Tuesday, February 15, 2011
Prospect Profile: Tony Wolters
Profile: SS - 5'10" - 155lbs - BT:L - TH:R - 2011 Age: 19
• Hit: 30-55
• Power: 25-50
• Eye: 35-60
• Range: 55-60
• Hands: 55-65
• Arm: 60-65
• Run: 50-55
Wolters, who played his high school ball in the baseball hotbed of southern California was the Indians 3rd round pick from last years draft despite many feeling he had supplemental first round talent. He fell largely because of signability concerns, but the Indians managed to pry him away from a commitment at his home town San Diego State with the largest bonus of the third round, 1.35m
In the field Wolters is a solid defender with average/plus range that he gets more from strong first step quickness and impressively smooth footwork - very natural infield actions that are difficult to teach - than impressive speed. Combine that with what are very smooth hands and a plus arm and you have the makings of an above average defender who can project going forward, though if he adds too much bulk and loses range, he might profile better at second base, where his defense should be legitimately plus.
Offensively, Wolters is still very raw, but he's drawn rave reviews for his work-ethic and simple love of the game and he's got a lot of projectability with a solid, if unorthodox swing with good hand speed and good power potential with an upper-cut swing. He's going to need to learn to keep his hands inside more consistently because his swing can get long, and he could stand to quiet his lower half. However Wolters has shown an ability to lay off pitches and take walks, taking consistently professional at-bats, even if he still has difficulty handling professional pitching.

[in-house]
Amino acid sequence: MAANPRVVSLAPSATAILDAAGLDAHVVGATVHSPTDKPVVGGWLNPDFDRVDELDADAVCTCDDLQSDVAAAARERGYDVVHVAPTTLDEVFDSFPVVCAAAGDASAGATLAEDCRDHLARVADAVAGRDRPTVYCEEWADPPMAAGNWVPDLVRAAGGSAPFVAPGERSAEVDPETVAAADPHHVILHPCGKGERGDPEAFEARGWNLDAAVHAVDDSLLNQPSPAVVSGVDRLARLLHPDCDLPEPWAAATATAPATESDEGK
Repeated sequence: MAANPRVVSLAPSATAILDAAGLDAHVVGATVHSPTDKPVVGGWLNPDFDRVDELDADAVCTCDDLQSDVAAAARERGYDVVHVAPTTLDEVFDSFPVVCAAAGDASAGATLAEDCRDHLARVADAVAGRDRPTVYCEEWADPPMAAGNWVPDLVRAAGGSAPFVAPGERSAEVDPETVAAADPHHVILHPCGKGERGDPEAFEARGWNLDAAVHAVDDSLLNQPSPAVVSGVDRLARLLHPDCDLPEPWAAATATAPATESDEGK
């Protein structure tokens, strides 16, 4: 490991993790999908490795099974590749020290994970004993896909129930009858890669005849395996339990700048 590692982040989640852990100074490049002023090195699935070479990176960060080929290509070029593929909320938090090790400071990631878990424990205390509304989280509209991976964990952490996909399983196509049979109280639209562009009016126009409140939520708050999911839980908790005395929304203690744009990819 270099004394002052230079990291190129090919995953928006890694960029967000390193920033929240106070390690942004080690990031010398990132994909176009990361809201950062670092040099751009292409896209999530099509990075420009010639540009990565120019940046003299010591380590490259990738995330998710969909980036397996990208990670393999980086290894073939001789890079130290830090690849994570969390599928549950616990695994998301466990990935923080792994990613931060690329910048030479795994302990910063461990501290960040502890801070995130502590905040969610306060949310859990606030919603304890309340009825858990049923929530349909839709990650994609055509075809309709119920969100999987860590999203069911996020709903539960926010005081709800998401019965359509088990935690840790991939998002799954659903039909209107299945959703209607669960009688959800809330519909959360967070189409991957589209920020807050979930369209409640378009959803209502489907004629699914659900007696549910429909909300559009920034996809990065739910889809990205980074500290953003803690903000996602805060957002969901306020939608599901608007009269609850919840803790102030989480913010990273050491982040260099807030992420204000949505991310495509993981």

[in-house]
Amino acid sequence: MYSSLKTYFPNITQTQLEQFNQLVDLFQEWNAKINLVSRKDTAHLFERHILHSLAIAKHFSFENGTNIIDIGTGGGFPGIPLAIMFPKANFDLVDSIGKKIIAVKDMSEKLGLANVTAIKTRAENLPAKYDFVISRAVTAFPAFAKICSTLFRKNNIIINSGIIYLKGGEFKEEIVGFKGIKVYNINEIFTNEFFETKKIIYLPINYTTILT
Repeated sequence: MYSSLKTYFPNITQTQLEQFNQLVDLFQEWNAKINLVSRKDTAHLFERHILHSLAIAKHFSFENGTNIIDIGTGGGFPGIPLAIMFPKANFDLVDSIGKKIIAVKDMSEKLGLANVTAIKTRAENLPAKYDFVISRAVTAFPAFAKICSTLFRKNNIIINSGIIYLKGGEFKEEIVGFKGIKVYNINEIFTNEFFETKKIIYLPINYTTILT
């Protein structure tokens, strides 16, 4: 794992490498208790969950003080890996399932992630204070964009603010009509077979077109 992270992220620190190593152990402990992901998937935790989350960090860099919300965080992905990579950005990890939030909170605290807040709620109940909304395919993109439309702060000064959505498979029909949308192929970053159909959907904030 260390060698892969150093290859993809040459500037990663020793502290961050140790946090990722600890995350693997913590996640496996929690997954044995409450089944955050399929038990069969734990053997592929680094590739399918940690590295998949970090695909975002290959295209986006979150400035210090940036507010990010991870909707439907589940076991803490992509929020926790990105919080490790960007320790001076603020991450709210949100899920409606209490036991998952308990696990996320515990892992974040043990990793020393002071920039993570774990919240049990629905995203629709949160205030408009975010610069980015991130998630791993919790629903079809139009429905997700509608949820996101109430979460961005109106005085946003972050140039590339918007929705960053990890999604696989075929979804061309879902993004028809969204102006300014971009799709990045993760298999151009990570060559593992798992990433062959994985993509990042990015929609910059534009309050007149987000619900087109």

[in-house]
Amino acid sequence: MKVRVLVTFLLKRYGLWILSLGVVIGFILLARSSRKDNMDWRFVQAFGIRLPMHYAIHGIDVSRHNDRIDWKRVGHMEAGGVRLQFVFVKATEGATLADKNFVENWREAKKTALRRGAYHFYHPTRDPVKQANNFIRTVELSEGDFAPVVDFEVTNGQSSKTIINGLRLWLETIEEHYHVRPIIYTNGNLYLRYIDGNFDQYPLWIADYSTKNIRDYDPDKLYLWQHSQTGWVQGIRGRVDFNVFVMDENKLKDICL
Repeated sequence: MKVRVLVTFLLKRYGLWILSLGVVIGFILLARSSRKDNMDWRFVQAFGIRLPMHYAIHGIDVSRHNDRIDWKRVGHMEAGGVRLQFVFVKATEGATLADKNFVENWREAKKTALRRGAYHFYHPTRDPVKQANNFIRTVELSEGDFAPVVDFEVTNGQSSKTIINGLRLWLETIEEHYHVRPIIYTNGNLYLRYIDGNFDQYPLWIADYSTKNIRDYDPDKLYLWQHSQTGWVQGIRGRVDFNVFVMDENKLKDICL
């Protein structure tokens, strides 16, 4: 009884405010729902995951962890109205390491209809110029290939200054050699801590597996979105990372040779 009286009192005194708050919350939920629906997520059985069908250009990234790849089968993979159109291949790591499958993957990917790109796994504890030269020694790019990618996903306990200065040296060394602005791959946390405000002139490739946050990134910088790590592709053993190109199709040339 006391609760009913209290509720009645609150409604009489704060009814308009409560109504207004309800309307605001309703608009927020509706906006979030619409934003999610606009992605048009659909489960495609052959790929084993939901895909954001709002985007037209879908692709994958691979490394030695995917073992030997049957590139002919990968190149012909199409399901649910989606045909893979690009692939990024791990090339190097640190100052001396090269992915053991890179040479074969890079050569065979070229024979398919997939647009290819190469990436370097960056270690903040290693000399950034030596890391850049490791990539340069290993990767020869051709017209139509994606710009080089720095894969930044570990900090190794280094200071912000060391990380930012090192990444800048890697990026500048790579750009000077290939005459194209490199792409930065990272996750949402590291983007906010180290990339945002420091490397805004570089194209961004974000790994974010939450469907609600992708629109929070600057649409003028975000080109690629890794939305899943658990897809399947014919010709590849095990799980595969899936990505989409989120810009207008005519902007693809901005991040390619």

Wolters did debut last year, but got just 21 plate appearances, hardly enough to eve come close to meaning anything.
Wolters bat is a long ways away, but scouts love his work ethic and trust that he'll eventually hit even if he has quite a long ways to go. He's got the upside to play solid/average or maybe even slightly above in most offensive regards, but in all likelihood projects a bit lower. That's not a problem of course, because middle infielders aren't expected to provide league average offense. His Upside would seem like a .270/.350/.400 hitter, and I'll take that 10/10 in the middle infield, especially when it comes with his defense. Even if he ends up somewhat worse, which I tend to expect, he still has the tools to be a good Major Leaguer.
Corey Ettinger is a proud contributor to both 612Sports.net, 312Sports.com, and 313sports.com. He also provides extensive analysis of the American League Central Division at his own blog, AL Central In Focus. Be sure to follow me on Twitter @Coreyettinger for the latest updates, random thoughts and general tomfoolery.